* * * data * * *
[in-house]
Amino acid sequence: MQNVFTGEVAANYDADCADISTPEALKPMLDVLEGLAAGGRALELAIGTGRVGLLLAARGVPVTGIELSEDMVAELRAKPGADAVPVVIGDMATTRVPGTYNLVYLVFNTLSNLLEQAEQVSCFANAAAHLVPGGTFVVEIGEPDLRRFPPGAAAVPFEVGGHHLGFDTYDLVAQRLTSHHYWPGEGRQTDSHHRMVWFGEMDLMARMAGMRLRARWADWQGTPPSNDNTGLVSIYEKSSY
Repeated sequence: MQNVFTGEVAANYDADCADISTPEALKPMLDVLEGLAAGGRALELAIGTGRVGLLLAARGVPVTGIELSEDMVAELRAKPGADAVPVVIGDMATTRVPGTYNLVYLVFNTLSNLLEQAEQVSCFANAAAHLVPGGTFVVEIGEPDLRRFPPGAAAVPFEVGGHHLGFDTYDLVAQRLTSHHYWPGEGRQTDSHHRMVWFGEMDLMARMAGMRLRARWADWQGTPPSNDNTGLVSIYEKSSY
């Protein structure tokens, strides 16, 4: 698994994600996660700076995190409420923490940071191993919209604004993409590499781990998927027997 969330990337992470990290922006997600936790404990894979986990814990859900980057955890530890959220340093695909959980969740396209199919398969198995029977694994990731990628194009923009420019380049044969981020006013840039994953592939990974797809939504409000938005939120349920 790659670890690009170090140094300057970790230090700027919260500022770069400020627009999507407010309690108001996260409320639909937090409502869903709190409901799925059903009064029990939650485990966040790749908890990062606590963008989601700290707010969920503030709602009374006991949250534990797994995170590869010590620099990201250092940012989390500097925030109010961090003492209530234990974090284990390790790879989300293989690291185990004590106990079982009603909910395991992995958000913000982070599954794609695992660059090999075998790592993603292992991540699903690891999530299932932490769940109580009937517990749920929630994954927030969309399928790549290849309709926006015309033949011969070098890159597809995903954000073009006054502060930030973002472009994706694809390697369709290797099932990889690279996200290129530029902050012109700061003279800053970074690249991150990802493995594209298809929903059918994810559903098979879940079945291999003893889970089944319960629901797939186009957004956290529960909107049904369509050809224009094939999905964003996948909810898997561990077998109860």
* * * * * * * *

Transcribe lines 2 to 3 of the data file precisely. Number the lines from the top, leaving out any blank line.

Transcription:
Amino acid sequence: MQNVFTGEVAANYDADCADISTPEALKPMLDVLEGLAAGGRALELAIGTGRVGLLLAARGVPVTGIELSEDMVAELRAKPGADAVPVVIGDMATTRVPGTYNLVYLVFNTLSNLLEQAEQVSCFANAAAHLVPGGTFVVEIGEPDLRRFPPGAAAVPFEVGGHHLGFDTYDLVAQRLTSHHYWPGEGRQTDSHHRMVWFGEMDLMARMAGMRLRARWADWQGTPPSNDNTGLVSIYEKSSY
Repeated sequence: MQNVFTGEVAANYDADCADISTPEALKPMLDVLEGLAAGGRALELAIGTGRVGLLLAARGVPVTGIELSEDMVAELRAKPGADAVPVVIGDMATTRVPGTYNLVYLVFNTLSNLLEQAEQVSCFANAAAHLVPGGTFVVEIGEPDLRRFPPGAAAVPFEVGGHHLGFDTYDLVAQRLTSHHYWPGEGRQTDSHHRMVWFGEMDLMARMAGMRLRARWADWQGTPPSNDNTGLVSIYEKSSY